War of the Rebellion: Serial 029 Page 0963 Chapter XXXII. THE STONE'S RIVER CAMPAIGN.

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left, in obedience to orders, a large force of cavalry, accompanied by artillery and infantry, advanced on the Jefferson pike, and commenced a heavy and brisk firing upon us as we were crossing Stewart's [Creek], where the Jefferson pike crosses that stream. Their fire was returned with vigor, and their advance checked until their artillery and infantry came up. Being heavily pressed by greatly superior numbers, and opened upon by their artillery with grape, canister, and shell vigorously, we retired in good order on the pike in the direction of Jefferson.

While the enemy were pressing our rear, after crossing Stewart's Creek, in this engagement, the conduct of Capt. M. L. Kirpatrick, Company H; Capt. L. W. Battle, Company B; Lieut. William [M.] Fitt, Company G, deserves especial mention in rallying their men and leading them in a charge on the enemy's cavalry.

Justice requires that the name of James W. Copiley, of Company I (who was then and is now acting ordnance sergeant for this regiment), should be mentioned for his gallantry and daring at the head of the column in this charge.

The gallant and brave Lieut. William [M.] Fitt, Company G, was killed; Private Holey, of Company G, and Private Urley, of Company K, were killed; Lieutenant [John O.] Zeigler, of Company B, and 2 privates of Company G, were wounded. Lieutenant [J. J.] Seawell, with 12 of his company, were captured. We are informed by those of his command who made their escape that they are almost certain that he with those of his men who were captured, were wounded. They saw several of their horses fall.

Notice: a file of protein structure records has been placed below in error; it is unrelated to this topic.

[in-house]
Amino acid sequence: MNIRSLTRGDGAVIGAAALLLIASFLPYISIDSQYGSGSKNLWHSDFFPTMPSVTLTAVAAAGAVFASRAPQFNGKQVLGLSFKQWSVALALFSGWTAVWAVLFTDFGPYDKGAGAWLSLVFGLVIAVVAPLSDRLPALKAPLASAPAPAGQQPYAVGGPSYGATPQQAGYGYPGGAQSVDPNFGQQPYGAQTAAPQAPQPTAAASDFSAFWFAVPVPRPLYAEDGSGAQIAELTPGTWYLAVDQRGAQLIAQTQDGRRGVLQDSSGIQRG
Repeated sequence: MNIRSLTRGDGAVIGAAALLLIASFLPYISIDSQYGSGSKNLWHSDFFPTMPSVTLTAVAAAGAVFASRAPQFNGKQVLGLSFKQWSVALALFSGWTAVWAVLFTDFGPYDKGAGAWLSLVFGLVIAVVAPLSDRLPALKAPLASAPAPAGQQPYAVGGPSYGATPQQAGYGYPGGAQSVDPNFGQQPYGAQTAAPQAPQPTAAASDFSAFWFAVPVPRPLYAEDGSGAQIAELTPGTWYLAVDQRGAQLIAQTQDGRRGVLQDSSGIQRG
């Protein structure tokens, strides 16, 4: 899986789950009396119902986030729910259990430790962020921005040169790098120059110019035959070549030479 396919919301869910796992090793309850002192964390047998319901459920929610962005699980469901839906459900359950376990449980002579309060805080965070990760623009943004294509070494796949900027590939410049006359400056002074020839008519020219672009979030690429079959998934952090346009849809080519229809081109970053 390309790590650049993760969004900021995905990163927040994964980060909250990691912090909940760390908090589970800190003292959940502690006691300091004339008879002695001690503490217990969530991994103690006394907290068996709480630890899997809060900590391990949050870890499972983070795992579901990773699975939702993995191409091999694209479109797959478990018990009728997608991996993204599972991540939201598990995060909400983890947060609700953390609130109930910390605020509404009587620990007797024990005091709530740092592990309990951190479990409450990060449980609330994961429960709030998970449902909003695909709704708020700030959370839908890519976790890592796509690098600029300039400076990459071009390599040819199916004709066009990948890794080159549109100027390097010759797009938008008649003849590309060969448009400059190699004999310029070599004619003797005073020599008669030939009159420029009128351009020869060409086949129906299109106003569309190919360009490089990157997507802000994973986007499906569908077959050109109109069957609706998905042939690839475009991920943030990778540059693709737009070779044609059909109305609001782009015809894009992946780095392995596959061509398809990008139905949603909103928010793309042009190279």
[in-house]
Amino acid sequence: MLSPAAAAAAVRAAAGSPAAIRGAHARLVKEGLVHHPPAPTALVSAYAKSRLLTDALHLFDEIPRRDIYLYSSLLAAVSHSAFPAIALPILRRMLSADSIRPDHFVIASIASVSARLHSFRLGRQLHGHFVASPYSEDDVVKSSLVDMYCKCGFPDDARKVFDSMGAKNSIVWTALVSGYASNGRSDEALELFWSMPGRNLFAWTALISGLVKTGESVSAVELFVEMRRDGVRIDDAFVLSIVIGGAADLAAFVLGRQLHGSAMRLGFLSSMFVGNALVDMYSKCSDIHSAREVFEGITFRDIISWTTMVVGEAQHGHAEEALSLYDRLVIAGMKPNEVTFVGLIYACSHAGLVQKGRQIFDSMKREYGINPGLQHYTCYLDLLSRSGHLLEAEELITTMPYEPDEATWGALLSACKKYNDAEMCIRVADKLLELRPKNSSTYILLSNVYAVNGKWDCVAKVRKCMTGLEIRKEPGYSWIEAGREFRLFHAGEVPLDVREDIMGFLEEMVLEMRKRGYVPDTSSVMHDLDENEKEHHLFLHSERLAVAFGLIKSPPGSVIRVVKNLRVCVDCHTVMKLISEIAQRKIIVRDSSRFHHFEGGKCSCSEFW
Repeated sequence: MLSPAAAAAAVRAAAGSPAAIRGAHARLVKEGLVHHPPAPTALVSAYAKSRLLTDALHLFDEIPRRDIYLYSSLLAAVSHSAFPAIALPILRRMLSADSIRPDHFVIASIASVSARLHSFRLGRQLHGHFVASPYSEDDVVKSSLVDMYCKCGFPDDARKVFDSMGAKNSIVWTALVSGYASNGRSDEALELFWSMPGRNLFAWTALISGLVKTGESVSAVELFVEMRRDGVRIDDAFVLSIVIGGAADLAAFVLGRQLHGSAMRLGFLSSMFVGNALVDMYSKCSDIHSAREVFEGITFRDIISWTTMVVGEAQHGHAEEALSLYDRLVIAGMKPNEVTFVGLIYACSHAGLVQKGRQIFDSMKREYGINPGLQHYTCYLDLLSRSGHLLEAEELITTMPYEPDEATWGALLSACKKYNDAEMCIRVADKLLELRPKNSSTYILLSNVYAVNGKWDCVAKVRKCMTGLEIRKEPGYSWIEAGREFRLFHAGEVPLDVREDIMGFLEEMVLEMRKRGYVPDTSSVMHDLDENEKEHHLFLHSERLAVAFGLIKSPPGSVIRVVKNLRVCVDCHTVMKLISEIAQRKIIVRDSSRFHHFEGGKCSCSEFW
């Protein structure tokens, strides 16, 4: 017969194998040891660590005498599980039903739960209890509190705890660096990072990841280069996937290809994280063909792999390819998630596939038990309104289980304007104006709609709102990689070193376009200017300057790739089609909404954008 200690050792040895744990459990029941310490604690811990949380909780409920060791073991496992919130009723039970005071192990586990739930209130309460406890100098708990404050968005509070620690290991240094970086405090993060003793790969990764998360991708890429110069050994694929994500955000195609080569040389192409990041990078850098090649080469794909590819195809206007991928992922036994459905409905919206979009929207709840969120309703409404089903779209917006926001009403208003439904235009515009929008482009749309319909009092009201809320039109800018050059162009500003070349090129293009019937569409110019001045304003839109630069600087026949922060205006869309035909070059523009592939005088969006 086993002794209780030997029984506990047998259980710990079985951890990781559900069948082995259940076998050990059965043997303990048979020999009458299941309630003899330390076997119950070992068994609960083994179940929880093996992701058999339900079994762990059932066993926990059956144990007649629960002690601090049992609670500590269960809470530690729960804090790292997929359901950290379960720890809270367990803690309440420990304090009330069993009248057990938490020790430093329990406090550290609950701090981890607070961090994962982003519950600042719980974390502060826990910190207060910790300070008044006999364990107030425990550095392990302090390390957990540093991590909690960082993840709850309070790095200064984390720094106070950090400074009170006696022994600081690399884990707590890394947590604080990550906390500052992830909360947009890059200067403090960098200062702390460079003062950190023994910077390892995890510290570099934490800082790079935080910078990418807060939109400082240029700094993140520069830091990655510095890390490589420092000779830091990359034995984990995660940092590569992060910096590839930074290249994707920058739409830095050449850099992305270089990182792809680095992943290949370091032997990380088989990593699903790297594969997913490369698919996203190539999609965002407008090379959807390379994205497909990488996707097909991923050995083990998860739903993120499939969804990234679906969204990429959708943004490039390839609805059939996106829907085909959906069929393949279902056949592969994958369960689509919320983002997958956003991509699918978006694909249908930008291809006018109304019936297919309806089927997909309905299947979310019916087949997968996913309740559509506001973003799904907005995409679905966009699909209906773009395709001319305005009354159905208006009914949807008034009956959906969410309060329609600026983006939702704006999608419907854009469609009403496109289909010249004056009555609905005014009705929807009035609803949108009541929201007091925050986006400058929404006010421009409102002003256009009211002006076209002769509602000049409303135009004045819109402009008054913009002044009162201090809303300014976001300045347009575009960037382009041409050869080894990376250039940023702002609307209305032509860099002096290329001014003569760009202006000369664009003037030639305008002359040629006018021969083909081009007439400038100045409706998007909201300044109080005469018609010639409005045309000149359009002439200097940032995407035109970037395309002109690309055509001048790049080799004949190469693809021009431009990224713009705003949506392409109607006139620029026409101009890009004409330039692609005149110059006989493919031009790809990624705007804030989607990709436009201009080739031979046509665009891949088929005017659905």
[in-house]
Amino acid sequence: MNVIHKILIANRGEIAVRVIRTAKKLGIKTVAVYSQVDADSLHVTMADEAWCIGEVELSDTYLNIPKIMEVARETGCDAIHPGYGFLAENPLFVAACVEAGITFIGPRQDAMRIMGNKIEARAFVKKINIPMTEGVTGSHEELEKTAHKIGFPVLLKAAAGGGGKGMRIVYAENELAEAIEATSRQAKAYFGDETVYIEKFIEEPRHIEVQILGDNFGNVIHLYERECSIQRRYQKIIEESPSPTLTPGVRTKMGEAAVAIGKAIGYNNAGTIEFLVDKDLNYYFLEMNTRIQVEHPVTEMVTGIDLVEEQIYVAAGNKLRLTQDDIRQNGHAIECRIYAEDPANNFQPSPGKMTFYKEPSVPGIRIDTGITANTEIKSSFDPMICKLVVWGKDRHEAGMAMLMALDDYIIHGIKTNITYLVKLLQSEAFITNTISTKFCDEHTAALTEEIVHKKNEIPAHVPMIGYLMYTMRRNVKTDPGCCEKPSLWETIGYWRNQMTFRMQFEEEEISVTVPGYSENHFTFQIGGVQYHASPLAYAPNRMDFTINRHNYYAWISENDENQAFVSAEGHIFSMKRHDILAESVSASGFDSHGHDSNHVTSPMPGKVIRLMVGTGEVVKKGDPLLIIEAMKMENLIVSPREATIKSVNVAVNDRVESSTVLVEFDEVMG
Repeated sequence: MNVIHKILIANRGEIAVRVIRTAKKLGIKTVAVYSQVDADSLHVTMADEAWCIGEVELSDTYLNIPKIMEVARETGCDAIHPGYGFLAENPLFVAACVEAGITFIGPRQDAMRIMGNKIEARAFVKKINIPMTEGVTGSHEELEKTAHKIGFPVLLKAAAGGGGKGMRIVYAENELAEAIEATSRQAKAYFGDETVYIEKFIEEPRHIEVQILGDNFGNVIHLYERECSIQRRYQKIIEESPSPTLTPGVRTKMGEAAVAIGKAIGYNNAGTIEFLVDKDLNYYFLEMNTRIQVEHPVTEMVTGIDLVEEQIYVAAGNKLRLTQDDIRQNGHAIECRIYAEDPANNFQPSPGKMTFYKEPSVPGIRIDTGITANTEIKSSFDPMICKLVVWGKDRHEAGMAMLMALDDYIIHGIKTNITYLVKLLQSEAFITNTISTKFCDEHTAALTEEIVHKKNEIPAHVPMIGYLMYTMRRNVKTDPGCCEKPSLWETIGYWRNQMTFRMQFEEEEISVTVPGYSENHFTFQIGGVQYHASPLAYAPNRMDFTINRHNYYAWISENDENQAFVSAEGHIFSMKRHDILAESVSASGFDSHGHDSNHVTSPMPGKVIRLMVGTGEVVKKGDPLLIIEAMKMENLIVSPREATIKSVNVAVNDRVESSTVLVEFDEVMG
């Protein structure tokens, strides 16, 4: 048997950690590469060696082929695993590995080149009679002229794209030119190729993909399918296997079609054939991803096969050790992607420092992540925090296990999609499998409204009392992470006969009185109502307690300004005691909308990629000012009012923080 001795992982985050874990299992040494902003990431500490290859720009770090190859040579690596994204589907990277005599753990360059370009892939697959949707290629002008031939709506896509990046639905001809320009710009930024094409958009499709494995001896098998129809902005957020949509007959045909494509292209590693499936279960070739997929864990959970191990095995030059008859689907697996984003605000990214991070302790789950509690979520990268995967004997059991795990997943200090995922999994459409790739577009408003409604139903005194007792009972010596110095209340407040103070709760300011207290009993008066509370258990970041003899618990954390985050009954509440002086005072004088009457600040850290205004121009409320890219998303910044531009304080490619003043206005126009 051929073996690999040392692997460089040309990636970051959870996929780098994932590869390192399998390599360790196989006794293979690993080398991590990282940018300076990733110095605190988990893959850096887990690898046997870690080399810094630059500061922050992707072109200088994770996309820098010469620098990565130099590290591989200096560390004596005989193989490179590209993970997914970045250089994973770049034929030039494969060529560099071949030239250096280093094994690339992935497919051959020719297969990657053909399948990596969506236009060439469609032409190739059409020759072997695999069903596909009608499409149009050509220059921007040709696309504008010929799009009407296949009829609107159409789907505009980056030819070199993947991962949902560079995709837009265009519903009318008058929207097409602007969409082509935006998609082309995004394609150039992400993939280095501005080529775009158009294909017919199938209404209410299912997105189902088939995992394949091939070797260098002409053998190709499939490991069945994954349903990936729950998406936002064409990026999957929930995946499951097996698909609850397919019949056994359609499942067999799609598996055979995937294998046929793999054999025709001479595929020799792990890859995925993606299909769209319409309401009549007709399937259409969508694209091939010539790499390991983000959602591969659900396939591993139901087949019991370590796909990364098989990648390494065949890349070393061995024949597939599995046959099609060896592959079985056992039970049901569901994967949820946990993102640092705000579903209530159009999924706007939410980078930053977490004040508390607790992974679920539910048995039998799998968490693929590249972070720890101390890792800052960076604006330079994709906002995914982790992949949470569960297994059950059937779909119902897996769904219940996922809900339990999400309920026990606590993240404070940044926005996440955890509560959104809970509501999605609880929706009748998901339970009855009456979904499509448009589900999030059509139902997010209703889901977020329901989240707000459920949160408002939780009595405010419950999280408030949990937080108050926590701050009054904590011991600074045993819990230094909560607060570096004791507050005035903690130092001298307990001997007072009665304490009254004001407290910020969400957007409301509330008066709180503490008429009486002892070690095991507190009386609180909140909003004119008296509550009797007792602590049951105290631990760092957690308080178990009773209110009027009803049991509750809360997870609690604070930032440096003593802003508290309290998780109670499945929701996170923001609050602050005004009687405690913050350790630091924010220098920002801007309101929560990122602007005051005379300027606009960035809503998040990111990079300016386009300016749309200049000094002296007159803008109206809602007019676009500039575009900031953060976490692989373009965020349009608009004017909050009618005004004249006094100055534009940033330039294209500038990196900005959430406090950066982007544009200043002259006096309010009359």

The coolness and bravery of Orderly Sergt. H. Clay Reynolds, of Company I, distinguished him while he brought off several of his company under a heavy fire in crossing Stewart's Creek, [and] rejoined his command. His conduct commends him for special mention. The regiment bivouacked that night on Stone's River without rations.

On the morning of the 28th, we formed line of battle to the right of the Nashville turnpike, 8 miles from Murfreesborough, and opposite to a church on the pike. We occupied the position until nightfall, and, with the exception of slight skirmishing with the enemy's pickets, were not engaged. We bivouacked for the night opposite to Miller's, near the pike.

On the morning of the 29th, we advanced on the pike and again formed line of battle on the ground of the day before, and remained until we were ordered to fall back to the left and along the turnpike in the direction of Murfreesborough, skirmishing with the enemy's advance forces from that point until we entered our infantry lines, drawn up in front of Murfreesborough in line of battle, which was late in the afternoon of that day, being the whole distance under the fire of the enemy, both artillery and

small-arms.

After reaching our infantry lines we were ordered to form a line o battle, our left extending toward and within a short distance of the Lebanon turnpike, about 2 miles from Murfreesborough. We remained there until 12 o'clock night. We then took up the march and proceeded down that pike, crossing Stone's River, until we reached the Jefferson pike, and proceeded on that pike in the direction of Jefferson until daylight; then, turning to the right, continued the march until we encountered the enemy on Tuesday morning. This regiment remained to support the artillery, and were not actively engaged with the enemy at this point.

At 2 o'clock on that day the regiment charged at La Vergne a train